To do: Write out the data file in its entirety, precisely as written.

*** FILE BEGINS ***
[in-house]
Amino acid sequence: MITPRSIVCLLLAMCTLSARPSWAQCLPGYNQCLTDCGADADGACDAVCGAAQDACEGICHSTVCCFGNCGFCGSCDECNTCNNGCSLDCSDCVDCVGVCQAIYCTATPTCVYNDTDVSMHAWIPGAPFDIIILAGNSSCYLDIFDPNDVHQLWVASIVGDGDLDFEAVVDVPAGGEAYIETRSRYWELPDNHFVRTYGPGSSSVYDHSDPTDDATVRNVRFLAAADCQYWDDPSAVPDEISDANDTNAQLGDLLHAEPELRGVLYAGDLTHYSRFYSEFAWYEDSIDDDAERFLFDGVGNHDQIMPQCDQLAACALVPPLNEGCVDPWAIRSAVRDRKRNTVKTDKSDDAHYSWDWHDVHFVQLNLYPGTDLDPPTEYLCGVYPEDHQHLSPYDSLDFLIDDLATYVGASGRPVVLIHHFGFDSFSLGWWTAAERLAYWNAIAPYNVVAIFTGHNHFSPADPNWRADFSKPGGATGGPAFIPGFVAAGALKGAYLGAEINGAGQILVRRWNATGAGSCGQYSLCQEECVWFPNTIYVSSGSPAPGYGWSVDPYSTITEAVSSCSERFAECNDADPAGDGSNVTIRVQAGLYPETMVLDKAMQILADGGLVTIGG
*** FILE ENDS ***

[in-house]
Amino acid sequence: MITPRSIVCLLLAMCTLSARPSWAQCLPGYNQCLTDCGADADGACDAVCGAAQDACEGICHSTVCCFGNCGFCGSCDECNTCNNGCSLDCSDCVDCVGVCQAIYCTATPTCVYNDTDVSMHAWIPGAPFDIIILAGNSSCYLDIFDPNDVHQLWVASIVGDGDLDFEAVVDVPAGGEAYIETRSRYWELPDNHFVRTYGPGSSSVYDHSDPTDDATVRNVRFLAAADCQYWDDPSAVPDEISDANDTNAQLGDLLHAEPELRGVLYAGDLTHYSRFYSEFAWYEDSIDDDAERFLFDGVGNHDQIMPQCDQLAACALVPPLNEGCVDPWAIRSAVRDRKRNTVKTDKSDDAHYSWDWHDVHFVQLNLYPGTDLDPPTEYLCGVYPEDHQHLSPYDSLDFLIDDLATYVGASGRPVVLIHHFGFDSFSLGWWTAAERLAYWNAIAPYNVVAIFTGHNHFSPADPNWRADFSKPGGATGGPAFIPGFVAAGALKGAYLGAEINGAGQILVRRWNATGAGSCGQYSLCQEECVWFPNTIYVSSGSPAPGYGWSVDPYSTITEAVSSCSERFAECNDADPAGDGSNVTIRVQAGLYPETMVLDKAMQILADGGLVTIGG